AP US Government : Political Role of the Presidency

Study concepts, example questions & explanations for AP US Government

varsity tutors app store varsity tutors android store

Example Questions

← Previous 1 3 4 5

Example Question #22 : Presidency

Which of the following is granted to the President in the Constitution?

Possible Answers:

The power to declare war

The power to levy taxes

To coin money

The power to pardon criminals

The power to ratify treaties

Correct answer:

The power to pardon criminals

Explanation:

The only power listed that is granted to the President is that of pardoning criminals.  The rest of these powers are explicitly given to Congress.

Example Question #1 : Political Role Of The Presidency

Devolution is most associated with which United States President?

Possible Answers:

James Madison

Ronald Reagan

Bill Clinton

Franklin D. Roosevelt

Jimmy Carter

Correct answer:

Ronald Reagan

Explanation:

Devolution as a concept relates to the decentralization of power by offering some powers previously reserved for the Federal government to the states. It’s purpose is to reduce the overwhelming power held by the national government. Because it focuses on reducing Federal power, it should be understood as a conservative policy and therefore should lead you to select Ronald Reagan as the correct answer.

Example Question #2 : Political Role Of The Presidency

Who has the power to call a special session of Congress, after Congress has been adjourned?

Possible Answers:

The Attorney General

The President

The Speaker of the House

The President pro tempore of the Senate

The Chief Justice of the Supreme Court

Correct answer:

The President

Explanation:

In the event that a special session of Congress becomes necessary after Congress has been adjourned, only the President may summon Congress back into session.

Example Question #3 : Political Role Of The Presidency

The Stewardship Theory is attributed to which United States President?

Possible Answers:

Woodrow Wilson

Andrew Jackson

Jimmy Carter

Thomas Jefferson

Theodore Roosevelt

Correct answer:

Theodore Roosevelt

Explanation:

The Stewardship Theory of the President states that the President is the steward of the people, who must act in their best interests at all times. The theory was promoted by Theodore Roosevelt.

Example Question #4 : Political Role Of The Presidency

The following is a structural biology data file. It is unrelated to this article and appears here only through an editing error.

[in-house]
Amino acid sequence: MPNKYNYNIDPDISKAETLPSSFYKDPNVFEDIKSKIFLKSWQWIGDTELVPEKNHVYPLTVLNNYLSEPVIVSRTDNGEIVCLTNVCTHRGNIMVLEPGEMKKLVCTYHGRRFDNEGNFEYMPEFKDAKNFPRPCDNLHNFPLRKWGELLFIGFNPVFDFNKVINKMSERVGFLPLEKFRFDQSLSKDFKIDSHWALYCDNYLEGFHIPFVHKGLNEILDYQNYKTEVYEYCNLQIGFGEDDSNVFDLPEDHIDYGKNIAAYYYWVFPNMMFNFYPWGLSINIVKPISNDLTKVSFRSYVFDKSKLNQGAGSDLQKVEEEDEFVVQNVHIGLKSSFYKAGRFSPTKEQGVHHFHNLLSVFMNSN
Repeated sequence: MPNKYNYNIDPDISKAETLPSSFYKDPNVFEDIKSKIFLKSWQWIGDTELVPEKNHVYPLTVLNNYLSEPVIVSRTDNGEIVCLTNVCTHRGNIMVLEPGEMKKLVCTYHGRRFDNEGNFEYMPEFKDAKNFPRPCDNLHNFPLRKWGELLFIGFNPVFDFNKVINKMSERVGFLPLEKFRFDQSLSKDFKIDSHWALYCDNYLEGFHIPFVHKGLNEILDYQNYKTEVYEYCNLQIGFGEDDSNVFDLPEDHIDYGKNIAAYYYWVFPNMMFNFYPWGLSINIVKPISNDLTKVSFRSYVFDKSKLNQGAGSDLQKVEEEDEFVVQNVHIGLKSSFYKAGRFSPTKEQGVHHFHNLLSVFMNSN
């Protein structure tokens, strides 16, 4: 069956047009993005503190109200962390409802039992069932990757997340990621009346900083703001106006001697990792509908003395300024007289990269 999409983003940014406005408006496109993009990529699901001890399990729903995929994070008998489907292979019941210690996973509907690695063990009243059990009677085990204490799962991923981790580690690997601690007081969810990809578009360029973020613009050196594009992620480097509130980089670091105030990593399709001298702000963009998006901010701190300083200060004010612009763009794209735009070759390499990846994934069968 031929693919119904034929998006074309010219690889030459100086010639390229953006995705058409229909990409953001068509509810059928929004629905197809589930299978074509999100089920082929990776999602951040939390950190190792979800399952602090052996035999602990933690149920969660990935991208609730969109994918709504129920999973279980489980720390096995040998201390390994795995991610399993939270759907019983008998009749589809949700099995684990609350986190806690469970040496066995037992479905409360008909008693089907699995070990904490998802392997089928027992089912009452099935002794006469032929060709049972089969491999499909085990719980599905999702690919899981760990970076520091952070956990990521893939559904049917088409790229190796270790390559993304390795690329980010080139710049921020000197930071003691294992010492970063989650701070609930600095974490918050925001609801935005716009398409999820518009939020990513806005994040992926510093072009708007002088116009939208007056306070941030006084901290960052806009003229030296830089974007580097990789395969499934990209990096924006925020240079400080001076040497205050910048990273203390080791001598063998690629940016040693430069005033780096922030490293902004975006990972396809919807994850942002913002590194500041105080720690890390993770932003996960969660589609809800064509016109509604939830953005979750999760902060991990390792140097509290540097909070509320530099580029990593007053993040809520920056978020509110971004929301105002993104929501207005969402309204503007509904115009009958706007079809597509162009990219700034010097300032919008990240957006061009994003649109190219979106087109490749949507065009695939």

Which of these Presidents was the first to be forced from office by impeachment?

Possible Answers:

Andrew Johnson

None of these is correct; no President has ever been removed from office by impeachment.

Richard Nixon

John Tyler

Bill Clinton

Correct answer:

None of these is correct; no President has ever been removed from office by impeachment.

Explanation:

Although Congress has come close to removing four Presidents from office, none has ever been removed from office due to impeachment. Congress introduced a resolution to impeach John Tyler over the issue of states’ rights, but the resolution failed; Andrew Johnson was impeached for his handling of the Reconstruction Era, but he was found not guilty in his senate trial (by one vote); Richard Nixon, who might have become the first President to be removed from office due to impeachment, resigned during the process; Bill Clinton's case went to the Senate, where he was found not guilty. Because a two-thirds vote is needed to convict the President in the Senate, it is very difficult to convict a President during an impeachment (his party will likely support him unless doing so will cause such a massive drop in public support).

Example Question #5 : Political Role Of The Presidency

Which of these is not a power given to the President under the Constitution?

Possible Answers:

Pardon crimes

Receive ambassadors

Appoint ambassadors

Ratify treaties with foreign nations

Negotiate treaties with foreign nations

Correct answer:

Ratify treaties with foreign nations

Explanation: